According to a recent analysis by Kantar published by BGR for three months ending in February in the United States, a year ago, iOS led Android by 47%-45% in the smartphone operating system market share competition. By February 2013, Android had moved to a 51%-43% lead. BlackBerry's market share had crashed to 0.7% by February 2013 from 3.7% a year earlier. Windows OS share at 4.1% in America.

    The window is rapidly closing on any remaining market leverage Apple might have to call the shots in any negotiations, whether they are with China Telecom, Disney Studios, Deutsche Telekom, or Time Warner Cable.

    Apple could launch a TV or wearable device(s) solution, but given the unmet expectations for these concepts over the last several months, and the speed at which agile and accomplished competitors are innovating and executing ahead of them, such launches are rapidly losing their ability to materially drive Apple's share price. In fact, they could even result in disappointment and a sell-off if the "wow" factor is not reminiscent of Jobs' heydays.

    Valuation

    Apple's $137B, or $145 per share, of cash garners a fair amount of attention when considering the value of its stock, but this is a one-time consideration. Not only that, $94B of that cash, or almost 70%, is held in foreign subsidiaries. 73% of the $15.9B of cash that was added to the balance sheet in the latest quarter was added to foreign subsidiaries, so any math in a cash value per share either has to incorporate a U.S. tax affect for repatriation, or incorporate costs for borrowing against it here in the U.S.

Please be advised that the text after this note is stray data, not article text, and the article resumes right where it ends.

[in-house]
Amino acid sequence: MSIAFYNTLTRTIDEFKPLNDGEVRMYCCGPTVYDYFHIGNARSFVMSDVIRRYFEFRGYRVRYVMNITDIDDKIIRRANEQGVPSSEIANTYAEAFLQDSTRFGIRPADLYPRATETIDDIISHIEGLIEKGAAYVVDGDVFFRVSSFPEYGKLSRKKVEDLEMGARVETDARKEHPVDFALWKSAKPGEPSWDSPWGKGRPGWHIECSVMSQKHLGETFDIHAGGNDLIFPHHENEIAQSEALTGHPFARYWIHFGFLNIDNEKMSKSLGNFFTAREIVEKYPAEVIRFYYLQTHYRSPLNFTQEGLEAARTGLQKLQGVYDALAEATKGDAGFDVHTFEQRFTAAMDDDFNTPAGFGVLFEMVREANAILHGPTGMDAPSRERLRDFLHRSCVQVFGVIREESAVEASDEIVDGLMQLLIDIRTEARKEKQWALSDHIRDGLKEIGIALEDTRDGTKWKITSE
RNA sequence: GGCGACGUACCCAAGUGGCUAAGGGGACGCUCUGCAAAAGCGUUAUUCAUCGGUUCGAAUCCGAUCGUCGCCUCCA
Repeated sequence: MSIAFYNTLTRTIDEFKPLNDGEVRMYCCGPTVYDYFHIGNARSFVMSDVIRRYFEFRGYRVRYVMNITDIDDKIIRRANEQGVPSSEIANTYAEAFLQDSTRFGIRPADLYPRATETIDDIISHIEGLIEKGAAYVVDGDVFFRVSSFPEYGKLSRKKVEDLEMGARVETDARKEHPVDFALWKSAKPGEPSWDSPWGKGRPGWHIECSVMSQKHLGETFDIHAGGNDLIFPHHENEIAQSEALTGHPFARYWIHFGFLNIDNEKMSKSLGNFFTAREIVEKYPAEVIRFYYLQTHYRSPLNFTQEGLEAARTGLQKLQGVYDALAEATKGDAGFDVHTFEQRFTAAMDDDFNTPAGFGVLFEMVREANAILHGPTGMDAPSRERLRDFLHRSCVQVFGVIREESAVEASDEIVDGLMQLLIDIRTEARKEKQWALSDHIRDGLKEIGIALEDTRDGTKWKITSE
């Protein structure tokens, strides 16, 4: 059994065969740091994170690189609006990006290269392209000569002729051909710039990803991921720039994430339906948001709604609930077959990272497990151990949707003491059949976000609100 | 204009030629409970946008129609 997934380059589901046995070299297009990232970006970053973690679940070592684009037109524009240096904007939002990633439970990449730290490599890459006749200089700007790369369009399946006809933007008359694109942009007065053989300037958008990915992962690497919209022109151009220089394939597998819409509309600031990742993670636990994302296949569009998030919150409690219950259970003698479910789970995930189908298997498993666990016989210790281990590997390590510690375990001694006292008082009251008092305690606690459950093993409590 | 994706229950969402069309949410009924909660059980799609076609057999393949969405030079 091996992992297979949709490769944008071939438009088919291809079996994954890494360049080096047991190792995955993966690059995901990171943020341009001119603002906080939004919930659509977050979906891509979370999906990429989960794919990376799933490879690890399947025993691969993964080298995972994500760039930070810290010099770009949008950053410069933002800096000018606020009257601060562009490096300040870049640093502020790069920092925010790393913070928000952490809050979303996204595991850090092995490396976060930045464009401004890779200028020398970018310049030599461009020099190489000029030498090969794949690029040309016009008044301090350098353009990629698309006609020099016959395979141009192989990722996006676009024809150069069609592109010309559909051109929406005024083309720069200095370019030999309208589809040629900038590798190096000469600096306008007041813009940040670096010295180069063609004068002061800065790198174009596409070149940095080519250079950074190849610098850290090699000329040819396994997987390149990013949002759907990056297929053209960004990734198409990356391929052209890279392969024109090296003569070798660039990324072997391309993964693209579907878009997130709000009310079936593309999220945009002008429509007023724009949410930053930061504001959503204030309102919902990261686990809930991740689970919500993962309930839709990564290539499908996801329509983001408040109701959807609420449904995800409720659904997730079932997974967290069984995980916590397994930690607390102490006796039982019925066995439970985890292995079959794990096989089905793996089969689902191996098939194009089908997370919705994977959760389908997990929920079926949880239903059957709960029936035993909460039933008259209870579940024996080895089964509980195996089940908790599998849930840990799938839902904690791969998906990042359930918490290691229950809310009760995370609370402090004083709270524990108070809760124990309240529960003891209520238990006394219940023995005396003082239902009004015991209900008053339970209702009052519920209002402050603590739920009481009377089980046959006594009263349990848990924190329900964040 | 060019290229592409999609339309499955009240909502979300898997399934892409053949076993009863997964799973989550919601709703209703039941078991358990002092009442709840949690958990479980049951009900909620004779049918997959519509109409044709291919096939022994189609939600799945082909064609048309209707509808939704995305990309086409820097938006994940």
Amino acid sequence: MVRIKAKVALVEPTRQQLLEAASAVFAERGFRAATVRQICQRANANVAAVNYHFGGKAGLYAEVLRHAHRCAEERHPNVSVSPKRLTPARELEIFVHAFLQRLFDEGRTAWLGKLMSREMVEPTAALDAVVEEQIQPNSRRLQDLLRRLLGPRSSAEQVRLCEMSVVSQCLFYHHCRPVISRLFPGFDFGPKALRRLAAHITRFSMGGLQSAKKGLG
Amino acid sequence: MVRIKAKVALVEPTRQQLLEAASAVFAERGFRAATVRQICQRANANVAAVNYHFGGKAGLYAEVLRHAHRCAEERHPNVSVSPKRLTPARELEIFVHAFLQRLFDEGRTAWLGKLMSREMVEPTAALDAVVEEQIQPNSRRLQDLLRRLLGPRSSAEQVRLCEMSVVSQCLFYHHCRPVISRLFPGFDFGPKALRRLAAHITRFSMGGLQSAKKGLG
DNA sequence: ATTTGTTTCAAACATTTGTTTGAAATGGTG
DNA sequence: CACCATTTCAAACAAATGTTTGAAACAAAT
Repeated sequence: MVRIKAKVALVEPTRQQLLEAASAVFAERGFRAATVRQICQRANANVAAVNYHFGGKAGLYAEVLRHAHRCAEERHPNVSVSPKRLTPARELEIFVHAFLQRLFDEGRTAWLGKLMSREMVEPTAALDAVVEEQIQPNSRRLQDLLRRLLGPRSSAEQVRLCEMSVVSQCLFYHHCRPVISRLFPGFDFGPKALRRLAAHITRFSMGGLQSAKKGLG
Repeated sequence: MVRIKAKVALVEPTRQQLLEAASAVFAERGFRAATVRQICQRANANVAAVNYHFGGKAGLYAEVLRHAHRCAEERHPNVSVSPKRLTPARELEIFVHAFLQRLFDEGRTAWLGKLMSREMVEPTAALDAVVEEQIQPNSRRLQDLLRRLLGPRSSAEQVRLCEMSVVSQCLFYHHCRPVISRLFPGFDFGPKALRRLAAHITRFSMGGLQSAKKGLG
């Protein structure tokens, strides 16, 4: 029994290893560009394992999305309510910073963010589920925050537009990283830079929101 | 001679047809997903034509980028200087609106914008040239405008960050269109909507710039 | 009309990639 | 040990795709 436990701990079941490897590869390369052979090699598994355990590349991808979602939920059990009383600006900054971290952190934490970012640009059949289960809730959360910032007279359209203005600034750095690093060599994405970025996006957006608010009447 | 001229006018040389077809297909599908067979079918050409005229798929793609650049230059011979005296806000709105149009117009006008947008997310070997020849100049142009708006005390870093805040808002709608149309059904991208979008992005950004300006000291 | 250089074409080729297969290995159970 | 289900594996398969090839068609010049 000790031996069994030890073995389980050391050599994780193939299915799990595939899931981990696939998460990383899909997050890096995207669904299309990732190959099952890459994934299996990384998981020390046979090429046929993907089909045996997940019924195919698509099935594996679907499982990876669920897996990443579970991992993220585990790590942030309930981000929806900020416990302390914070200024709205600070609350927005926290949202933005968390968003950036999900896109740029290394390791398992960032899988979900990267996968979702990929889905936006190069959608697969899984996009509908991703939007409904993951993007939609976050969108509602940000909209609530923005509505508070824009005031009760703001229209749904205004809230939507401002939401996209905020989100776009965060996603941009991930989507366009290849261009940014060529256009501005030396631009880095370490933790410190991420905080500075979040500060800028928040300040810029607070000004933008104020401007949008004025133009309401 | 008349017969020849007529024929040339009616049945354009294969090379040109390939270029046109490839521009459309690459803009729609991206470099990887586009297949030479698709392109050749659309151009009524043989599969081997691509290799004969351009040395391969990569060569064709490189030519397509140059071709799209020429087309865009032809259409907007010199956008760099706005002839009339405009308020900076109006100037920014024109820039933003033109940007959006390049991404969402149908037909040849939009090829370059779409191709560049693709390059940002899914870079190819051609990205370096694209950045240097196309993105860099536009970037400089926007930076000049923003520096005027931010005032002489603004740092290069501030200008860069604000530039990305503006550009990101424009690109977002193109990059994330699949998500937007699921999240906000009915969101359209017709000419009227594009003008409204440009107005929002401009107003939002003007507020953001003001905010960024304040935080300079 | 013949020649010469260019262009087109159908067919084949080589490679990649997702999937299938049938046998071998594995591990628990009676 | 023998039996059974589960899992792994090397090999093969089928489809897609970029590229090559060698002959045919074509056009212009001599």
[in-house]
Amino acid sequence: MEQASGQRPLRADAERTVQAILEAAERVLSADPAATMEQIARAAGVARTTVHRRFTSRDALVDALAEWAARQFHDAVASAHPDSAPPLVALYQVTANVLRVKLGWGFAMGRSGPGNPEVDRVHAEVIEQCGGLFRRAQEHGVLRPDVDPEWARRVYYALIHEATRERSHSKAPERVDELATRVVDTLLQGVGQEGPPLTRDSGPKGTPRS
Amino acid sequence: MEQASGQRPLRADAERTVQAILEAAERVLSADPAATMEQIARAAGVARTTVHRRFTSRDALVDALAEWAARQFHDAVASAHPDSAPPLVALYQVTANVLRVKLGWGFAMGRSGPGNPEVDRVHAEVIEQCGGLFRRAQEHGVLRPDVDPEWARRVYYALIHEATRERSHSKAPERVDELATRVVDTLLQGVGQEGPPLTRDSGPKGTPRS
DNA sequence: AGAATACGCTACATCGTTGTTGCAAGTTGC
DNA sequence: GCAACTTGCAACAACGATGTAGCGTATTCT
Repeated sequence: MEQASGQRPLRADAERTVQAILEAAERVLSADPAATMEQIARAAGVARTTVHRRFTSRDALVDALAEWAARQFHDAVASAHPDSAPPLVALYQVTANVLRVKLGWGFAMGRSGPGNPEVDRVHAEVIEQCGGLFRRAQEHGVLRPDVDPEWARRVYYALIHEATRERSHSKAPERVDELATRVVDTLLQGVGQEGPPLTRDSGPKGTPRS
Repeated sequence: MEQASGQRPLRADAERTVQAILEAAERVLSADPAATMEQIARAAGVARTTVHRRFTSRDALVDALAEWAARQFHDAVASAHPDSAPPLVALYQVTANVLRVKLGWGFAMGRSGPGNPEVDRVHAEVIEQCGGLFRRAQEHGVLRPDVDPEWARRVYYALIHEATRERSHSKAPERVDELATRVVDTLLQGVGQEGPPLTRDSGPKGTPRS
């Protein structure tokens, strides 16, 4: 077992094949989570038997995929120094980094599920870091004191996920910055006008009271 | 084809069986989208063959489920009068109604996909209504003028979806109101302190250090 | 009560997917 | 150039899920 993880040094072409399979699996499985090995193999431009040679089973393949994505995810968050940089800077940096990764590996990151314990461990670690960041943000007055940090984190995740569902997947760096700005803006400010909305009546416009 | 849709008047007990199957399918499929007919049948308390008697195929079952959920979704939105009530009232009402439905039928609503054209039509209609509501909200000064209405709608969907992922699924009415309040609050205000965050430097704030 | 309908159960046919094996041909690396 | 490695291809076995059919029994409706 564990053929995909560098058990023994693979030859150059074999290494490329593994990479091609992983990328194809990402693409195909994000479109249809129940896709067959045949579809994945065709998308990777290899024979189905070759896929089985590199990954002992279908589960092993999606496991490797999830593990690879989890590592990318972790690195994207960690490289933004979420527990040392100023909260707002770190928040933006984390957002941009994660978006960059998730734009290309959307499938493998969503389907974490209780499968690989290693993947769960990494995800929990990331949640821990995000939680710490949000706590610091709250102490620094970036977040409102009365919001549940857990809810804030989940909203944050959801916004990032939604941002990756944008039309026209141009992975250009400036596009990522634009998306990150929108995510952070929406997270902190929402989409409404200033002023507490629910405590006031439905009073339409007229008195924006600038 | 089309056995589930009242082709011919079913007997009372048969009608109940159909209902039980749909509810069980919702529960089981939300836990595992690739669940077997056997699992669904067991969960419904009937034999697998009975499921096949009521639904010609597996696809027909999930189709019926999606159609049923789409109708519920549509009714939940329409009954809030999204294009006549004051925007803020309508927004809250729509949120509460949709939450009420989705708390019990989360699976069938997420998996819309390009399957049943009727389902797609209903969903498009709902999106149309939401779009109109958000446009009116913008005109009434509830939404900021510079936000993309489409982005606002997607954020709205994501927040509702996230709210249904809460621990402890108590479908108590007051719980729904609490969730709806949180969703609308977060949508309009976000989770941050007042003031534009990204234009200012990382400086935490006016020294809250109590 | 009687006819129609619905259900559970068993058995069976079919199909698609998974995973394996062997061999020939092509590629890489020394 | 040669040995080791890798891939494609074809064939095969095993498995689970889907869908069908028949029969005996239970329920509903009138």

Sure, the cash lends a floor of support to the stock for as long as it sits on the balance sheet, but stock price changes and growth are driven by a company's outlook. Essentially, a conversation that highlights the cash per share further concedes the dearth of investment worthy ideas and innovations that could materially affect that outlook.

    Some estimates have suggested an iTV could add $13B+ of revenue and $4.50 a share of earnings, but that might only make up for the drop in earnings that stems from iPhones and iPad minis that are cannibalizing older, potentially higher margin models. For instance, recent estimates indicate this cannibalization is contributing a potential drop in overall iPad shipment forecasts from 100 million to 88 million iPads and iPad minis this year.

    Looking at the most recently completed 1st quarter at Apple, we can see declining prices across it's most significant products, and declining operating income %'s across ALL channels.

    Three Months Ended
    Avg Price /Dec 29,Dec 31,2012